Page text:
Kodak EasyShare... • Answered on Aug 31, 2009


Remove the batteries and clean the battery contacts inside the camera with a soft cloth (a heavy buildup on the contacts may require cleaning with a fine wire brush, steel wool, or sandpaper). Remove any residue that the cleaning leaves in the camera, and then reinstall the batteries. This clears most power-on problems, but if yours persists, check the Kodak troubleshooting guide at:

http://www.kodak.com/global/en/service/repair/troubleshooting/troubleshooting.jhtml?pq-path=6198

Kodak EasyShare... • Answered on Aug 16, 2009


It could be a charger problem, or a battery problem (or even an AC adapter problem). If you're sure there's "juice" getting to the dock, the actual batteries are usually the culprit.

Kodak EasyShare... • Answered on Aug 11, 2009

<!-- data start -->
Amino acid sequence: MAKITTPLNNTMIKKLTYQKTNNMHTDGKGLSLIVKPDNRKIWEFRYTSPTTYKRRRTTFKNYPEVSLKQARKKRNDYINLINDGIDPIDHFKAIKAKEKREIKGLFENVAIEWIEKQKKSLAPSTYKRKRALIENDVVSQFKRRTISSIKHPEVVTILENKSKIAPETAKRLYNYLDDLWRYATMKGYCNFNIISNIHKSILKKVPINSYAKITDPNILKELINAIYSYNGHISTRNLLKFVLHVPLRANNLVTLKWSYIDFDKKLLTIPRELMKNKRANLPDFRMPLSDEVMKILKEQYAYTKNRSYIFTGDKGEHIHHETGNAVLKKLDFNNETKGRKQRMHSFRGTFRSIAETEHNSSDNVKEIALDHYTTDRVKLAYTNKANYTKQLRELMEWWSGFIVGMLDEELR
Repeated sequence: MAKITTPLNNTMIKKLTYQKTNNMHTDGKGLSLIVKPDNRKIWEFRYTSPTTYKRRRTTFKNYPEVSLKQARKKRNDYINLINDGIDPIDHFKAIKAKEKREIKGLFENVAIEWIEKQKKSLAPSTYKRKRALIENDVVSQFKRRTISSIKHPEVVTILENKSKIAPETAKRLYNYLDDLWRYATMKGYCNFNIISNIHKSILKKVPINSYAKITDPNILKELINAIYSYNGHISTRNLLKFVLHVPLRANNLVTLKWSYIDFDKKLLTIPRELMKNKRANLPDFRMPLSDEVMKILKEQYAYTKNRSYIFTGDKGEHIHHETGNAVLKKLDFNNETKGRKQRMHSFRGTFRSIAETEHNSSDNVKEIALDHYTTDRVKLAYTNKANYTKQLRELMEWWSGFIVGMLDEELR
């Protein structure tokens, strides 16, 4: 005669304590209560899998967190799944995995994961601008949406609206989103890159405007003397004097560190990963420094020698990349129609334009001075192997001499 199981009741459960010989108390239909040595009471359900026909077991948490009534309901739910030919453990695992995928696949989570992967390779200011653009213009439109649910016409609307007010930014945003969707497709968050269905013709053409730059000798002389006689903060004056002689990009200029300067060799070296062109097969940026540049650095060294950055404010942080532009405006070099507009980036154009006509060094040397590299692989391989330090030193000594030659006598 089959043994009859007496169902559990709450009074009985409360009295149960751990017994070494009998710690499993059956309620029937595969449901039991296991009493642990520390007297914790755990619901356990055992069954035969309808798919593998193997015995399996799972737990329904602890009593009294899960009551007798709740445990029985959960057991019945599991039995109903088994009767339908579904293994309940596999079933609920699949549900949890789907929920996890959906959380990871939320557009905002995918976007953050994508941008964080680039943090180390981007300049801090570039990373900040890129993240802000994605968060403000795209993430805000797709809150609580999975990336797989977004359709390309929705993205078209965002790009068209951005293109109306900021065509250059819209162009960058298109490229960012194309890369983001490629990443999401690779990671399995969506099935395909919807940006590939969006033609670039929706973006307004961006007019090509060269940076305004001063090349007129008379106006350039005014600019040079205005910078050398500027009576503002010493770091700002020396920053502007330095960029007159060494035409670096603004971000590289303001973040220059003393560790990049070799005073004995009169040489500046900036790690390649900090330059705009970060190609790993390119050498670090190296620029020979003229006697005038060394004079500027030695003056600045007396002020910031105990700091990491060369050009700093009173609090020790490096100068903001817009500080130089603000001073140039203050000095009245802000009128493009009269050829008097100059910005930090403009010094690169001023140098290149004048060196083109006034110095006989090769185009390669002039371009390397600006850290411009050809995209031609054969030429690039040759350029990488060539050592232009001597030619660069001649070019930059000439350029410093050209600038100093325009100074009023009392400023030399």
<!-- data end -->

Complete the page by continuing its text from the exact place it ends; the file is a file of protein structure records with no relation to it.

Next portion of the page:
Try to format it using a card reader from a computer, instead.

Kodak EasyShare... • Answered on Jul 05, 2009


services is costing high better buy canon or nickon cam

Kodak EasyShare... • Answered on Jun 18, 2009


I have a Kodak DX4330 and to my knowledge, do you remember if your dock or usb that you plug the camera into was plugged in when you installed the software? I think that if you have it plugged in and install the software and then try and transfer the images, it doesn't work. You can try to re-install the software and make sure the camera dock/cable isn't plugged in and if that doesn't work, make sure the little kodak symbol on the start taskbar is visible when you press the share button. i hope that this helps you.

Kodak EasyShare... • Answered on Oct 17, 2008